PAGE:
Bench grinder Grinding machine

A bench grinder is a benchtop type of grinding machine used to drive abrasive wheels. A pedestal grinder is a similar or larger version of grinder that is mounted on a pedestal, which may be bolted to the floor or may sit on rubber feet. These types of grinders are commonly used to hand grind various cutting tools and perform other rough grinding.

Speeds and feeds Two separate velocities in machine tool practice, cutting speed and feed rate

The phrase speeds and feeds or feeds and speeds refers to two separate velocities in machine tool practice, cutting speed and feed rate. They are often considered as a pair because of their combined effect on the cutting process. Each, however, can also be considered and analyzed in its own right.

Grinding wheel

Grinding wheels contains abrasive compounds for grinding and abrasive machining operations. Such wheels are also used in grinding machines.

A grinding dresser or wheel dresser is a tool to dress the surface of a grinding wheel. Grinding dressers are used to return a wheel to its original round shape, to expose fresh grains for renewed cutting action, or to make a different profile on the wheel's edge. Utilizing pre-determined dressing parameters will allow the wheel to be conditioned for optimum grinding performance while truing and restoring the form simultaneously.

Tool and cutter grinder

A tool and cutter grinder is used to sharpen milling cutters and tool bits along with a host of other cutting tools.

Boring (manufacturing)

In machining, boring is the process of enlarging a hole that has already been drilled by means of a single-point cutting tool, such as in boring a gun barrel or an engine cylinder. Boring is used to achieve greater accuracy of the diameter of a hole, and can be used to cut a tapered hole. Boring can be viewed as the internal-diameter counterpart to turning, which cuts external diameters.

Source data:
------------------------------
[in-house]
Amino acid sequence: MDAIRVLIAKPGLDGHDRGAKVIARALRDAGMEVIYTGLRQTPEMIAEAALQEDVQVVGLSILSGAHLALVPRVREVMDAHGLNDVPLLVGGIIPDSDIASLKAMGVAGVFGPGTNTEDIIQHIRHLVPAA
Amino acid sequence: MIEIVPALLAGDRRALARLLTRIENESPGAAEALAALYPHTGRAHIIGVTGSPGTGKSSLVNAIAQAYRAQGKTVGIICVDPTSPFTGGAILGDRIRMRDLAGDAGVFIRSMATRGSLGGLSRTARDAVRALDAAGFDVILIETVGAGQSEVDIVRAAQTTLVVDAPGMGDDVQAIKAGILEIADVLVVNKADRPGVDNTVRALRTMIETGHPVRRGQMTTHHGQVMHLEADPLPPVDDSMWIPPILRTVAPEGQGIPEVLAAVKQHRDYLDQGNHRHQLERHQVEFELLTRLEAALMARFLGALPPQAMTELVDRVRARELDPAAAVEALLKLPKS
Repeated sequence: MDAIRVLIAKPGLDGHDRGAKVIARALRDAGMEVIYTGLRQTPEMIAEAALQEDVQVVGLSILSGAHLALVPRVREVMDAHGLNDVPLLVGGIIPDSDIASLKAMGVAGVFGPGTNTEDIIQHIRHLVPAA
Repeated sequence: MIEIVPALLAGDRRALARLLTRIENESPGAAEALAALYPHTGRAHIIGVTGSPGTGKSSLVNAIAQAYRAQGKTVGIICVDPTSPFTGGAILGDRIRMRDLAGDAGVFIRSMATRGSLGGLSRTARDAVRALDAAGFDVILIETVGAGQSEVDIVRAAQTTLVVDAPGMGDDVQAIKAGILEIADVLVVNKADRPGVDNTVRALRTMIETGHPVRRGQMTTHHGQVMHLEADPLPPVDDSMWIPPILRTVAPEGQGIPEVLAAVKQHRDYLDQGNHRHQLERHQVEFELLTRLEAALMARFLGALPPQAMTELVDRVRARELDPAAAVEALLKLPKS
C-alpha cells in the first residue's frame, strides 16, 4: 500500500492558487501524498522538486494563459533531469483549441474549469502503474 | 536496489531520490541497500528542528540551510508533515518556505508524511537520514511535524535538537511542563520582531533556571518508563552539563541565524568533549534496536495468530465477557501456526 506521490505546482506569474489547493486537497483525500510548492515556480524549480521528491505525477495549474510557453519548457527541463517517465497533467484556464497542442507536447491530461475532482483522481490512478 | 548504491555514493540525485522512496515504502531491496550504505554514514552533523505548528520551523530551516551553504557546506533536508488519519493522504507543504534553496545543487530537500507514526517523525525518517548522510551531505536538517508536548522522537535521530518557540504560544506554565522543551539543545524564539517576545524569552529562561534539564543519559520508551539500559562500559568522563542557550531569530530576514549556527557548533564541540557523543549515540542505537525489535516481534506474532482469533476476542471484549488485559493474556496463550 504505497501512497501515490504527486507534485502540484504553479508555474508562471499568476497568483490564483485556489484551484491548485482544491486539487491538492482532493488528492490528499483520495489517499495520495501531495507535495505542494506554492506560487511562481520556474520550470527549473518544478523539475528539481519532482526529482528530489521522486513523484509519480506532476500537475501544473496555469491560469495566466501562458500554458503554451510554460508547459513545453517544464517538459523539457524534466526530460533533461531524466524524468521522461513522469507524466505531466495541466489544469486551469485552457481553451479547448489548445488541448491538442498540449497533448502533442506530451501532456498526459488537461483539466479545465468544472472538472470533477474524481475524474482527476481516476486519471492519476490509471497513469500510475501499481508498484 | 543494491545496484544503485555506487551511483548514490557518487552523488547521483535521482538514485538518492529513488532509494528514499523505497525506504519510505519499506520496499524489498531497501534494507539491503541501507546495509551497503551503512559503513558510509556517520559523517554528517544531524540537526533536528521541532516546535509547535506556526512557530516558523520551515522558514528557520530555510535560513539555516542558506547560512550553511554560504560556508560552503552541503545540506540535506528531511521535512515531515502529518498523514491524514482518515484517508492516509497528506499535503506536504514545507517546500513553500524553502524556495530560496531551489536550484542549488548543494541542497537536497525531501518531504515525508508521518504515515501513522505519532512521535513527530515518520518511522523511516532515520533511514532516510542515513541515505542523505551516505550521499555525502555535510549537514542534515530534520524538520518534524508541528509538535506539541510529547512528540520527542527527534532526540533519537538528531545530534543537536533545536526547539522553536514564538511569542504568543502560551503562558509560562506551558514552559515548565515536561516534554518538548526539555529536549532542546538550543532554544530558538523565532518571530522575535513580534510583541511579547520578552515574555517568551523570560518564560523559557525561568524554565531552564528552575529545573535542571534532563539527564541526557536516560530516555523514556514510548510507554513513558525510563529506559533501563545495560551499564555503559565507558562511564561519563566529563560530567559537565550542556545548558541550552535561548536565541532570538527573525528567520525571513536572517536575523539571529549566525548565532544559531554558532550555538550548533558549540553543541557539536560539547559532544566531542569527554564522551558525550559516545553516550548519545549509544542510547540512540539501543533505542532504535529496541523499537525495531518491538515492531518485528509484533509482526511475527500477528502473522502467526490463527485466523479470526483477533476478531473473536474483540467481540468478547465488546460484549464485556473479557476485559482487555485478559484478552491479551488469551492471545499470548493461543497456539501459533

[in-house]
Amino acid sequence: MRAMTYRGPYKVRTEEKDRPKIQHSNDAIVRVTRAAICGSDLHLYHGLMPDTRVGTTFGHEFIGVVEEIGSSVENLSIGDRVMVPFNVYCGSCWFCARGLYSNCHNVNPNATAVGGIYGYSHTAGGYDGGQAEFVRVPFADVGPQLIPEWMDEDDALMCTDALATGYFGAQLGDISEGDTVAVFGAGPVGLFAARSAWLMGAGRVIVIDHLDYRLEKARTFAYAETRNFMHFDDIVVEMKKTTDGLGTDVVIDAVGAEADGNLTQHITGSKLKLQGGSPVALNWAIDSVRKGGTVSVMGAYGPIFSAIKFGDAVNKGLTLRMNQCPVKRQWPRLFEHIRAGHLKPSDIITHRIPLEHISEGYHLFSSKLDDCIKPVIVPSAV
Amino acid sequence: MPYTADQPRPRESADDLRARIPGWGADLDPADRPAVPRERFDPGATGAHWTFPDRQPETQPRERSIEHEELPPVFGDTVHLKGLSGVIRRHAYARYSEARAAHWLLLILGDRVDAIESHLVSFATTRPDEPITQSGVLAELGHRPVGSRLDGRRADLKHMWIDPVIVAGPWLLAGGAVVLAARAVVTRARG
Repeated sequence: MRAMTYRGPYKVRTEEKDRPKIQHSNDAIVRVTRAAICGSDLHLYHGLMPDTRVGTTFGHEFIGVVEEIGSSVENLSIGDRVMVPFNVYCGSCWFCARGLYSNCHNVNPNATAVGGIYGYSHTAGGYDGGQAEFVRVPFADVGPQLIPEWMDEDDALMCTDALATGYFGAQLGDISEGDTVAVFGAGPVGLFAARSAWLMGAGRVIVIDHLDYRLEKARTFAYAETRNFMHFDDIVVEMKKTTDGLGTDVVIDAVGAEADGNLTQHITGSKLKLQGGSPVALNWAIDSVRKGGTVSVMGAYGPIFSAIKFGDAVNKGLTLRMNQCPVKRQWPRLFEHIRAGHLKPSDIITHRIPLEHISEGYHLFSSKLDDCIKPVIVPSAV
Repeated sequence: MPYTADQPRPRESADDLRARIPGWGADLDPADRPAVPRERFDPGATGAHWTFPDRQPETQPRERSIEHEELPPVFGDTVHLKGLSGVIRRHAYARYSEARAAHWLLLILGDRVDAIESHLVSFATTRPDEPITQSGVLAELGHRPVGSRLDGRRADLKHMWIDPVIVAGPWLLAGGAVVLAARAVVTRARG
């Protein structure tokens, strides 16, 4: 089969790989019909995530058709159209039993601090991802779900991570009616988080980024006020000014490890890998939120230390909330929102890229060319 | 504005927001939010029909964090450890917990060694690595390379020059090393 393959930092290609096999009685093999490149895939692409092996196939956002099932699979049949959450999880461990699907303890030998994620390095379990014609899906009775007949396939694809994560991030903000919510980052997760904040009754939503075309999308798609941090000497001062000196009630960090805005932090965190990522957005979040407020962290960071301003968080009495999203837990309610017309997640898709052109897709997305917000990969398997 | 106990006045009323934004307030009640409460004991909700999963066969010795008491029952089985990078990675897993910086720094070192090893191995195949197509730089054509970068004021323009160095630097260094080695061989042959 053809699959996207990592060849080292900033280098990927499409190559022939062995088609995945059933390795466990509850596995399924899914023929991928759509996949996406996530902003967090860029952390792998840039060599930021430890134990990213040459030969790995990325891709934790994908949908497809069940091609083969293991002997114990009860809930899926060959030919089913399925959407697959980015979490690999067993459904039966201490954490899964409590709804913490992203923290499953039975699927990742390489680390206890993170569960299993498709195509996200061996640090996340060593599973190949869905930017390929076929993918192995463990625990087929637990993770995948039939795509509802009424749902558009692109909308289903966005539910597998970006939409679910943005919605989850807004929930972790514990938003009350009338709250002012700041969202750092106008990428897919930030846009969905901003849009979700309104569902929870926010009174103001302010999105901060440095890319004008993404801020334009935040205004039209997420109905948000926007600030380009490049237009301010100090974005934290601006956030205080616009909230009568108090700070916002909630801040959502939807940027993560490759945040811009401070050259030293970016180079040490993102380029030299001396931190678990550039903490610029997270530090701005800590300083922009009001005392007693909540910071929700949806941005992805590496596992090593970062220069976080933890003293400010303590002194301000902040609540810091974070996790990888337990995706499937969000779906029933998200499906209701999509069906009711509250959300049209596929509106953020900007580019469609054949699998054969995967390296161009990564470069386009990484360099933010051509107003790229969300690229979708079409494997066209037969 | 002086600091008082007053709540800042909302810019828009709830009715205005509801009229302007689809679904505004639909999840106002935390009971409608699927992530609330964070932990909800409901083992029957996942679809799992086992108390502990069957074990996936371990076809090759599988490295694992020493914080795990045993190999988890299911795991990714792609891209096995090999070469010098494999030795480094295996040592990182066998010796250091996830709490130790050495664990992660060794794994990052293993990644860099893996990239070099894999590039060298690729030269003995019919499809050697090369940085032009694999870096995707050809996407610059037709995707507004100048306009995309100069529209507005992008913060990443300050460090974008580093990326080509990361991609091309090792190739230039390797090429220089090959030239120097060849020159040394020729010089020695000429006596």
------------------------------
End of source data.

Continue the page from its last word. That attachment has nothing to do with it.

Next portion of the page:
Superfinishing, also known as micromachining, microfinishing, and short-stroke honing, is a metalworking process that improves surface finish and workpiece geometry. This is achieved by removing just the thin amorphous surface layer left by the last process with an abrasive stone or tape; this layer is usually about 1 μm in magnitude. Superfinishing, unlike polishing which produces a mirror finish, creates a cross-hatch pattern on the workpiece.

Diamond tool

A diamond tool is a cutting tool with diamond grains fixed on the functional parts of the tool via a bonding material or another method. As diamond is a superhard material, diamond tools have many advantages as compared with tools made with common abrasives such as corundum and silicon carbide.

Cylindrical grinder Grinding machine

The cylindrical grinder is a type of grinding machine used to shape the outside of an object. The cylindrical grinder can work on a variety of shapes, however the object must have a central axis of rotation. This includes but is not limited to such shapes as a cylinder, an ellipse, a cam, or a crankshaft.

Centerless grinding

Centerless grinding is a machining process that uses abrasive cutting to remove material from a workpiece. Centerless grinding differs from centered grinding operations in that no spindle or fixture is used to locate and secure the workpiece; the workpiece is secured between two rotary grinding wheels, and the speed of their rotation relative to each other determines the rate at which material is removed from the workpiece.

Honing (metalworking)